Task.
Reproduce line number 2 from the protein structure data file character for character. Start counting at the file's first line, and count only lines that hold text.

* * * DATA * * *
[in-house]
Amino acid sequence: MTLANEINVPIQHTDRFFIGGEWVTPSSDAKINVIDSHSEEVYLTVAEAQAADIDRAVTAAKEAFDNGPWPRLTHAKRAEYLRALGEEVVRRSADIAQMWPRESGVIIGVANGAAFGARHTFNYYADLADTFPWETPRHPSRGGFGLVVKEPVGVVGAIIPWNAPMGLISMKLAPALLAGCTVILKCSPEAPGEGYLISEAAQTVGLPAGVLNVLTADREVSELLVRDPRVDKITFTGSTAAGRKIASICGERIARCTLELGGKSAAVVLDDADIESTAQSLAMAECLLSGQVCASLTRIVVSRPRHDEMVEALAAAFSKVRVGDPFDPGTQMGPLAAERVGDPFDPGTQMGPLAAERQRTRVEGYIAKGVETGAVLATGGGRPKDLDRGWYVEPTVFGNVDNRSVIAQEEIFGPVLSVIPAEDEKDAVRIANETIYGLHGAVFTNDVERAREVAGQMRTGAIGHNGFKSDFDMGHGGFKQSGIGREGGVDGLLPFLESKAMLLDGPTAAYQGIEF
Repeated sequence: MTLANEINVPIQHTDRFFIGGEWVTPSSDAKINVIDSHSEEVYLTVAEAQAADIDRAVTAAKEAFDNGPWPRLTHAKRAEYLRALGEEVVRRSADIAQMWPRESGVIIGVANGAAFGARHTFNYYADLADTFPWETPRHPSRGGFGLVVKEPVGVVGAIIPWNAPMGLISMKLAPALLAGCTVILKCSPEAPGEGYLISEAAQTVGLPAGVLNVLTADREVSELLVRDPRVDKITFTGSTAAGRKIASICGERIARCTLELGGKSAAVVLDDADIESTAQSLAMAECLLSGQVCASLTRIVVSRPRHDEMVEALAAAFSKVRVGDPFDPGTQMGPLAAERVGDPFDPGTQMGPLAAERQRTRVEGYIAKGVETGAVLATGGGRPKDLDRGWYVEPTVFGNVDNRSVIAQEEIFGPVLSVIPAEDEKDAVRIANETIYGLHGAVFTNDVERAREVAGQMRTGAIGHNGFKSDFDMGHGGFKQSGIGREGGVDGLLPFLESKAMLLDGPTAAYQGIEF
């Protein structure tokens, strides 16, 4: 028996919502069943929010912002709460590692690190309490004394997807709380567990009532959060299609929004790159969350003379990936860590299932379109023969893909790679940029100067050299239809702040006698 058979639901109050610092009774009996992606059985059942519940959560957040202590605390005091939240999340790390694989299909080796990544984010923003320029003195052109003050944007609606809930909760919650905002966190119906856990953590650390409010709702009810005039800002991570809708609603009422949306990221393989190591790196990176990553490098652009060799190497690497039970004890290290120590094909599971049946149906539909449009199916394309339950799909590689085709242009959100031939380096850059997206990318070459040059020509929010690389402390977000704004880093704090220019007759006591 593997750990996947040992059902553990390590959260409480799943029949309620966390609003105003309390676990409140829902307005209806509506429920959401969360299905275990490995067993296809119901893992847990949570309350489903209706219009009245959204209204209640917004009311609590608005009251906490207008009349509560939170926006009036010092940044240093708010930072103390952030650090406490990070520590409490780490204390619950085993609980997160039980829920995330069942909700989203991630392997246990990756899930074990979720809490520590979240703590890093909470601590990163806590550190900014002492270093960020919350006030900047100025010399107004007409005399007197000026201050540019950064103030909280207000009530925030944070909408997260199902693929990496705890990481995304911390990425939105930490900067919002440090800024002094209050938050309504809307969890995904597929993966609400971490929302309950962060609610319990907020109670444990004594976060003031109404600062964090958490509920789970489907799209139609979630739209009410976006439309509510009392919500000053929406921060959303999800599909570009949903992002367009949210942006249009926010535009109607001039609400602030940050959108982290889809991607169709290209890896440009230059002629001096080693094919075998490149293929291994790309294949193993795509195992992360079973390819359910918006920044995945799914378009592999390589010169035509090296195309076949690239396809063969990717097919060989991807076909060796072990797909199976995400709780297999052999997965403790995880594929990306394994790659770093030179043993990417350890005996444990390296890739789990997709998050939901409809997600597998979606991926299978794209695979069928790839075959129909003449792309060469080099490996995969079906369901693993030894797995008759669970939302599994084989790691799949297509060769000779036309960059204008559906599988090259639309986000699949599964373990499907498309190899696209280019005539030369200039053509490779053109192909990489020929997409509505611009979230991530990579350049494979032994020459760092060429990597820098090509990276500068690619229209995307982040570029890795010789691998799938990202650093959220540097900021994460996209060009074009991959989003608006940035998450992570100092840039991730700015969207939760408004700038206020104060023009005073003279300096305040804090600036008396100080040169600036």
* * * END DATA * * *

Amino acid sequence: MTLANEINVPIQHTDRFFIGGEWVTPSSDAKINVIDSHSEEVYLTVAEAQAADIDRAVTAAKEAFDNGPWPRLTHAKRAEYLRALGEEVVRRSADIAQMWPRESGVIIGVANGAAFGARHTFNYYADLADTFPWETPRHPSRGGFGLVVKEPVGVVGAIIPWNAPMGLISMKLAPALLAGCTVILKCSPEAPGEGYLISEAAQTVGLPAGVLNVLTADREVSELLVRDPRVDKITFTGSTAAGRKIASICGERIARCTLELGGKSAAVVLDDADIESTAQSLAMAECLLSGQVCASLTRIVVSRPRHDEMVEALAAAFSKVRVGDPFDPGTQMGPLAAERVGDPFDPGTQMGPLAAERQRTRVEGYIAKGVETGAVLATGGGRPKDLDRGWYVEPTVFGNVDNRSVIAQEEIFGPVLSVIPAEDEKDAVRIANETIYGLHGAVFTNDVERAREVAGQMRTGAIGHNGFKSDFDMGHGGFKQSGIGREGGVDGLLPFLESKAMLLDGPTAAYQGIEF